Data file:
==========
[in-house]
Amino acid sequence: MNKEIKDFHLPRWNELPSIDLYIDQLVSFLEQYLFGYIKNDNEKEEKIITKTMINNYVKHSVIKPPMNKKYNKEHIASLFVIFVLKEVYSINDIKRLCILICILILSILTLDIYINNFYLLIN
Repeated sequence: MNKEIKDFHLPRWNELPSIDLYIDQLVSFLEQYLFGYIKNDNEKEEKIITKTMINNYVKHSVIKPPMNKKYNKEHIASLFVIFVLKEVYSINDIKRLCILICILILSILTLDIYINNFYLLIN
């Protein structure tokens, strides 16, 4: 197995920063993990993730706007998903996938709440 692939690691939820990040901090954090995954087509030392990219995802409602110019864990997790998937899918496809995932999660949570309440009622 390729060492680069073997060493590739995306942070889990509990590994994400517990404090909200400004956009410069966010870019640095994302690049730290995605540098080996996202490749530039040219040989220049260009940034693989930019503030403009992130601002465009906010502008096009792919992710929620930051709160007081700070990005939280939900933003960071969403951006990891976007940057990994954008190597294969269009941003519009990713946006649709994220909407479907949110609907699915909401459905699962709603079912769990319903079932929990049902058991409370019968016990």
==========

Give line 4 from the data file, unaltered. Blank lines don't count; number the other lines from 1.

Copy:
């Protein structure tokens, strides 16, 4: 197995920063993990993730706007998903996938709440 692939690691939820990040901090954090995954087509030392990219995802409602110019864990997790998937899918496809995932999660949570309440009622 390729060492680069073997060493590739995306942070889990509990590994994400517990404090909200400004956009410069966010870019640095994302690049730290995605540098080996996202490749530039040219040989220049260009940034693989930019503030403009992130601002465009906010502008096009792919992710929620930051709160007081700070990005939280939900933003960071969403951006990891976007940057990994954008190597294969269009941003519009990713946006649709994220909407479907949110609907699915909401459905699962709603079912769990319903079932929990049902058991409370019968016990």